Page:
Locks of Love

The men always came with scissors, some dull and stubborn with rust, others oiled and wickedly sharp, and one memorable pair golden and dainty, shaped like a stork’s beak. If Acantha was feeling generous, she’d comb out her silky beard and let them take what they wished. Some wanted more. The polite, comely ones she sometimes took as lovers, but for those who would take their pleasure by force, there was the toadstone. Let them hop back to their women, hoping for a kiss to restore their humanity.
The boy had shears. The poor thing trembled so hard Acantha thought he’d faint.
“Come, boy. You’re letting the ghosts in.”
The boy yelped and swatted at the wraith playfully winding its bony fingers around his throat. With an indignant howl, the wraith dispersed into wisps of mist.
“Close the door. For goodness’ sake! I know what you seek.” Acantha separated a few tendrils and beckoned. The boy’s hands shook so that she had to steady them, and the shears left a ragged, ugly mark. “There, go. Good luck.”
The boy stammered his thanks and stumbled out, leaving the door wide open. Acantha closed the door and smoothed the shorn ends into her beard. It had no magical powers that she knew of, but somehow the men who came to her succeeded in wooing their ladies nonetheless.
The men would come with their scissors, and she would oblige them.
 Saved her hours of composing insipid love spells, at least.


Feb 11, 2017

Finland Second?

Ever since Trump did his "America first" speech, European countries have been doing spoof introduction videos to Trump, urging him to put them second. And here's what the Finns came up with:




(Here's the link if you can't see the video above: https://www.youtube.com/watch?v=yP9Qt-bSz40)
You can see other examples at http://everysecondcounts.eu

Feb 9, 2017

The Heart by Maylis de Kerangal




Maylis de Kerangal is a French writer who has won many awards for her work, but only two of her novels have been translated into English: The Heart (Mend the Living) and The Birth of a Bridge. My mom brought me the Finnish translation of The Heart and said: "You have to read this!" That's usually a good sign so I dove right in and fell in love with the book from the first page. (In Finnish the name is translated as Bury the Dead, Patch up the Living, by the way. I tried to find more translations, but I think this is the only one of de Kerangal's books that's been translated into Finnish so far.)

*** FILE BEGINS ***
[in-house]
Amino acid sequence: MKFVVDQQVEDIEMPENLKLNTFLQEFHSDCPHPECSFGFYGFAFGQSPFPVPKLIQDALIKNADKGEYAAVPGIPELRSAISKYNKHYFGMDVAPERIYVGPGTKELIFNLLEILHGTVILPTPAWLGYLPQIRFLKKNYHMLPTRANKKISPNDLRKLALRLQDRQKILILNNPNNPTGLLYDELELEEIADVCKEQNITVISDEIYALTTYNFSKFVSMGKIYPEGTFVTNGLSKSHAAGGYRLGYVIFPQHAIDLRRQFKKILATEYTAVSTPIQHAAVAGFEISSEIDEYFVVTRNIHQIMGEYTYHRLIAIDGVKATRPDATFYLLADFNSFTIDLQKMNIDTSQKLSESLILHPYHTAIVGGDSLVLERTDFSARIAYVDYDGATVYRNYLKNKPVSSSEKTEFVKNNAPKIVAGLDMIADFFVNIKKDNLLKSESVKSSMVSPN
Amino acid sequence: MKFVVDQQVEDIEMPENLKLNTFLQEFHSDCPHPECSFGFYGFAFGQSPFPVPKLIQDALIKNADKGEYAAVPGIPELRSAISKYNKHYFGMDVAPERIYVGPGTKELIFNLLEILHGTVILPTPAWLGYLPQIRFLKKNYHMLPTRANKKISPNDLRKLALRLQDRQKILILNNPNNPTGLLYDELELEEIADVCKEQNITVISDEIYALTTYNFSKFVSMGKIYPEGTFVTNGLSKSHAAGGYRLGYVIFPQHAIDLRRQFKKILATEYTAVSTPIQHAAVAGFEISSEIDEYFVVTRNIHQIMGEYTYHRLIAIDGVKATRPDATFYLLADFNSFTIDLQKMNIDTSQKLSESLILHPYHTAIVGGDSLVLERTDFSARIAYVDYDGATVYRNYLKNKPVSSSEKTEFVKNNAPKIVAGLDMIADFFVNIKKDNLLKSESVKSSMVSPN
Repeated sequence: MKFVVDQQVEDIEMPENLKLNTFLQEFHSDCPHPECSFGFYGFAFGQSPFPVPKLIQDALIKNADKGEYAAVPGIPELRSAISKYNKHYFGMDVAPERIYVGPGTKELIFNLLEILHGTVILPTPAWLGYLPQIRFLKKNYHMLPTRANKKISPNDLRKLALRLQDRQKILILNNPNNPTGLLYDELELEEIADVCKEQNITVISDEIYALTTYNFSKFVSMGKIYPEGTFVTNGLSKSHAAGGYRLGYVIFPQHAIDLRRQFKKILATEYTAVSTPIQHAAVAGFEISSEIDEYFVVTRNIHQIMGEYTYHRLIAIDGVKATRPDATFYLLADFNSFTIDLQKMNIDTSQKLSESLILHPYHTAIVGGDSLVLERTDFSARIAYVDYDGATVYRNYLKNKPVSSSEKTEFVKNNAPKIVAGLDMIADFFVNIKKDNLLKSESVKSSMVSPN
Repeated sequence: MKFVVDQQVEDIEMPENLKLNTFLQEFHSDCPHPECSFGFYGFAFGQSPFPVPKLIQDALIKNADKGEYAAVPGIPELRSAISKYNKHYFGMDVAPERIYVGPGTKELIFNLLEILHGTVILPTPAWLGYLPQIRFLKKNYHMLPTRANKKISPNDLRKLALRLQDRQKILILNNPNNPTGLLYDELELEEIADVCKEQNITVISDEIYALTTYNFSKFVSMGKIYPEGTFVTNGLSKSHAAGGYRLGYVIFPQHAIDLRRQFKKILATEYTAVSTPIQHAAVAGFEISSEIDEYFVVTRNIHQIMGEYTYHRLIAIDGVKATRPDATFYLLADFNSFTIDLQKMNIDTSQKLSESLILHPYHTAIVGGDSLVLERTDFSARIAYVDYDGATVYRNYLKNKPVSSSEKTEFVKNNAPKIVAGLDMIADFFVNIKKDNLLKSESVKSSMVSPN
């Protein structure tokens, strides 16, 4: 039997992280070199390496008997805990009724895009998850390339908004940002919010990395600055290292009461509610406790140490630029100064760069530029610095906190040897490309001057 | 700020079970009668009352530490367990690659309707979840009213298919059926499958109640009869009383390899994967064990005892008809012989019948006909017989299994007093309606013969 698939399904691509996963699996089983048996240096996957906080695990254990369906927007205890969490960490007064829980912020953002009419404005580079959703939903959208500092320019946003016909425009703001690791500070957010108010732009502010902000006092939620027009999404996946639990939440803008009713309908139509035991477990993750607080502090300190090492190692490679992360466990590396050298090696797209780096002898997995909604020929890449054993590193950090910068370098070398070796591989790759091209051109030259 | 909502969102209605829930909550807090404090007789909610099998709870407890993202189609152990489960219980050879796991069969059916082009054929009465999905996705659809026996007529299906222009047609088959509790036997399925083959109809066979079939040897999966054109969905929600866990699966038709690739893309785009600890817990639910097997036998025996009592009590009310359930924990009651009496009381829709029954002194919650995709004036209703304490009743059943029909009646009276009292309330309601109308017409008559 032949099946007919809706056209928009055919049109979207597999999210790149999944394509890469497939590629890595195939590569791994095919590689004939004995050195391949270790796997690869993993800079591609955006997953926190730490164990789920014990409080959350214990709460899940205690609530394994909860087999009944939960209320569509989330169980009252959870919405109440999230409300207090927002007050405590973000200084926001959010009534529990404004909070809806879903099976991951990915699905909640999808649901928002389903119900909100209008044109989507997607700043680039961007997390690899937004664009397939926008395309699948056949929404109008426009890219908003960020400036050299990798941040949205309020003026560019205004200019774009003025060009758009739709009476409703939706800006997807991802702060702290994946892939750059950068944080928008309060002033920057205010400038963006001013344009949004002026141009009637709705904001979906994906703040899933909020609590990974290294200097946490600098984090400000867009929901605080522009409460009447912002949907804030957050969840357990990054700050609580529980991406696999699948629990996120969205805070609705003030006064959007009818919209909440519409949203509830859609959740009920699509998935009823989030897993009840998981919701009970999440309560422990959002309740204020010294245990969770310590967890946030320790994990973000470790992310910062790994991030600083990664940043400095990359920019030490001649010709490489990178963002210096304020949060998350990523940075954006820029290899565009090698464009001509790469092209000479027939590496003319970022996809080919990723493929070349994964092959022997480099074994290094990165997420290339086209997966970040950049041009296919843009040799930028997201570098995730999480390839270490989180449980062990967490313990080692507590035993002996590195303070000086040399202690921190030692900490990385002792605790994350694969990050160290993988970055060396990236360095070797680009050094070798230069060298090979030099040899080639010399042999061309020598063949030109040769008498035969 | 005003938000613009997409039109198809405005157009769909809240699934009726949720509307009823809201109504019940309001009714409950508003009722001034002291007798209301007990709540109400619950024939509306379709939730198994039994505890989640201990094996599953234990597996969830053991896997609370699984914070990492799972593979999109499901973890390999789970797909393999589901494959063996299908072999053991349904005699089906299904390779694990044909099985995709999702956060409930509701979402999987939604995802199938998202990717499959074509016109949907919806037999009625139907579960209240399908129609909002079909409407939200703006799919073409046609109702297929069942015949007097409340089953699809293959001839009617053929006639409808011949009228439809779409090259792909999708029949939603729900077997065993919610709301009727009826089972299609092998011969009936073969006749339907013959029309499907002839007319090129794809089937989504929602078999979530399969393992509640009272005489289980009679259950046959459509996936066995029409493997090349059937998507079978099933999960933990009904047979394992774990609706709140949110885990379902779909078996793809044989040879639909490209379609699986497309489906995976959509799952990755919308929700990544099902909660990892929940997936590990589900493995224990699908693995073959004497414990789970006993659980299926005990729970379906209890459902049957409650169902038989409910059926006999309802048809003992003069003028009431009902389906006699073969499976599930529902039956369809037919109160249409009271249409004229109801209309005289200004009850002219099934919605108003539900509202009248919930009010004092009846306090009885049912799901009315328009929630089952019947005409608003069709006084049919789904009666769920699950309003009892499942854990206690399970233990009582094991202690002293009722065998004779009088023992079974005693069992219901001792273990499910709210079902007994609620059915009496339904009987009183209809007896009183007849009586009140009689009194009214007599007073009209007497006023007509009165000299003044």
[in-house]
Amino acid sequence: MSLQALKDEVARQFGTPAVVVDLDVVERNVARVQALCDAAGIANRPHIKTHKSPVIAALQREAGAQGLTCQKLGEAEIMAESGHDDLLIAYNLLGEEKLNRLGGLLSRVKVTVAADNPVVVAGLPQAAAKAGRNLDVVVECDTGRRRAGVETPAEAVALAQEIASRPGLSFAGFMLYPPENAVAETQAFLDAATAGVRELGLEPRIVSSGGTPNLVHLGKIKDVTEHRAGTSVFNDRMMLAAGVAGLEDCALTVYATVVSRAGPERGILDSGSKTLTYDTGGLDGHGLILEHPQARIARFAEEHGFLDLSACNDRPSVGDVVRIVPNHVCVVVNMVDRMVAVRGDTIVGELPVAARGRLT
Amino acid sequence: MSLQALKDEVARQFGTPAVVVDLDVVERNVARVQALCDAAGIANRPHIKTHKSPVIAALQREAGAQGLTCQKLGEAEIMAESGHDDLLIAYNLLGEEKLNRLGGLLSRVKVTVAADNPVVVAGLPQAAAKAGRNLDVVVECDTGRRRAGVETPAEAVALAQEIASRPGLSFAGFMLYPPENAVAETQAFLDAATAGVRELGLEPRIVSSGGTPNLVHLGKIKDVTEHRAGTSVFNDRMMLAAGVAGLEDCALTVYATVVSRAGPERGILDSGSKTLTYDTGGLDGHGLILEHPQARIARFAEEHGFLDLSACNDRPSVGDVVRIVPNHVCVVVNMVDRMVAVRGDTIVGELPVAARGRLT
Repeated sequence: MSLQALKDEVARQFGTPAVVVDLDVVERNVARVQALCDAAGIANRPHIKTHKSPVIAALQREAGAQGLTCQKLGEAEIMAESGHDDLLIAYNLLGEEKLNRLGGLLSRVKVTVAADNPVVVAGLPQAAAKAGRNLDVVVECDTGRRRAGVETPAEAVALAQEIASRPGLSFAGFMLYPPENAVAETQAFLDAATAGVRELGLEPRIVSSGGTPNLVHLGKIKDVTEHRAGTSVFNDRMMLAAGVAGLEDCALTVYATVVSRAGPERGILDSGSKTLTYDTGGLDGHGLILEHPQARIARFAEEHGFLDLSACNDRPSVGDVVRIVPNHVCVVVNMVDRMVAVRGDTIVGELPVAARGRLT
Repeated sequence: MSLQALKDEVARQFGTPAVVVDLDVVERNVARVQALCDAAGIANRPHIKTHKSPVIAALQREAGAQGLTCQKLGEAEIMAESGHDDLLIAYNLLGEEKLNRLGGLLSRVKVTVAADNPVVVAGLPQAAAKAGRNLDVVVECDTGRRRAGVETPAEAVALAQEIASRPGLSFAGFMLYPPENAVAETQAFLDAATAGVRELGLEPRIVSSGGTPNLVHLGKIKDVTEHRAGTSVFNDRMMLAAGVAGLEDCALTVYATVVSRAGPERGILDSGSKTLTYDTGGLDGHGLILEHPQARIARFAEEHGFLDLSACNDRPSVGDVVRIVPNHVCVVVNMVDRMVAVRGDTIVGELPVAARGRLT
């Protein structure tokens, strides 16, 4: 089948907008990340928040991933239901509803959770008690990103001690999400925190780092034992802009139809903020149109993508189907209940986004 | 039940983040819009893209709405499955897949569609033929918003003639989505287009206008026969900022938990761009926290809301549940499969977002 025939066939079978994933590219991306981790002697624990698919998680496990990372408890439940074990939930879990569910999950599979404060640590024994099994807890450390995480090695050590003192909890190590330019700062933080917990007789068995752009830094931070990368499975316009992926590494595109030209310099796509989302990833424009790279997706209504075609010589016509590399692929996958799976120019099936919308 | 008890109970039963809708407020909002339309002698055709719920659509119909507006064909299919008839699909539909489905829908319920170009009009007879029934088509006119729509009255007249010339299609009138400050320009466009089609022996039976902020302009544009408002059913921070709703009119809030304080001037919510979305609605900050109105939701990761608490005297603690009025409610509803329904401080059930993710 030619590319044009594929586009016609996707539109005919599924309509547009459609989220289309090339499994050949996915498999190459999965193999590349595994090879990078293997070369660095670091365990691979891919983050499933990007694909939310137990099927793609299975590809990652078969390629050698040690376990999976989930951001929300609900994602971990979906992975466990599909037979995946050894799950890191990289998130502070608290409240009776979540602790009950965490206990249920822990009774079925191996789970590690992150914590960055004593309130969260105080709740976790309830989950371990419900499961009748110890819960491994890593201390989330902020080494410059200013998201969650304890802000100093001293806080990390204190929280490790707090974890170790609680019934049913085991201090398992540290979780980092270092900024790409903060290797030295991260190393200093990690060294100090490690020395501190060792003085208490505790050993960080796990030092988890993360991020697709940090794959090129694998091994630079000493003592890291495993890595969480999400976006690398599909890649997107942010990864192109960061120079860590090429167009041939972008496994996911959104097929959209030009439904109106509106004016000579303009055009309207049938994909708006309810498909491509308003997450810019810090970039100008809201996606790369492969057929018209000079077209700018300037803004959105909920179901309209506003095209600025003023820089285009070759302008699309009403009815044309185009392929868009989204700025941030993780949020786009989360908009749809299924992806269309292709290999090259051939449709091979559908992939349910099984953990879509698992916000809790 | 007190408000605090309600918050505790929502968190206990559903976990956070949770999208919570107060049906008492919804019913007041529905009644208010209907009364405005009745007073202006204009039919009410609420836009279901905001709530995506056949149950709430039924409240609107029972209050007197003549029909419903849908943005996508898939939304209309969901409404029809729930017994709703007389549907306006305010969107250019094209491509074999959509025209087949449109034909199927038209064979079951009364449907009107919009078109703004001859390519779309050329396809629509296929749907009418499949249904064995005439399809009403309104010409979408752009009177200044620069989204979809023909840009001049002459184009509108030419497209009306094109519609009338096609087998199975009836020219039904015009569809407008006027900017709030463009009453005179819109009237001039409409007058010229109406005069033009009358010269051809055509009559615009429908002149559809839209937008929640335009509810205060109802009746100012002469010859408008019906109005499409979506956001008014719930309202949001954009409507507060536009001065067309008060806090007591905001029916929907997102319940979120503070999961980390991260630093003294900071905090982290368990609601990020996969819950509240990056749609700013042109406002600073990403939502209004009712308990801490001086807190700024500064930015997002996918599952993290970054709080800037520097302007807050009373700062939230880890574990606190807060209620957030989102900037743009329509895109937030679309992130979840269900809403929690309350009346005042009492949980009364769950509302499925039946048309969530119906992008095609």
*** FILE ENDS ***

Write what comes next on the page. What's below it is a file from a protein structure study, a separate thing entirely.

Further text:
The Heart tells the story of a heart transplant from the accident that leaves young surfer Simon brain-dead to the surgery where the heart is transplanted into another's chest. On the way de Kerangal dips into the minds of the grieving parents, the doctors and nurses, and the heart's recipient. The novel is a great example of how the much-maligned third person omniscient point of view is sometimes the best choice for a narrative. I can't imagine this book written in any other way; the voice of the author permeates the novel, ebbs and flows in breathless, rolling sentences while still revealing a deeply moving study of the characters and their emotions. This is one of the most beautiful books I've ever read, and one of the saddest. I'd love to reread it in French, but because of the subject matter I feel like I need to give myself some time before I can do that.

I also loved the way de Kerangal uses free association in her descriptions, like in the journey of the heart to the hospital for the transplant. This yields many unique and beautiful passages that you want to read over and over again. I'm definitely going to try this technique for one of my own stories. (Yay, new writer tricks!)

I haven't read the English translation, but I highly recommend the book. I'm going to pick up one of her other books and try to read it in the original language and I'll definitely try the French edition at some point.

Here's a link to her Wikipedia page if you want to check out her other titles: https://en.wikipedia.org/wiki/Maylis_de_Kerangal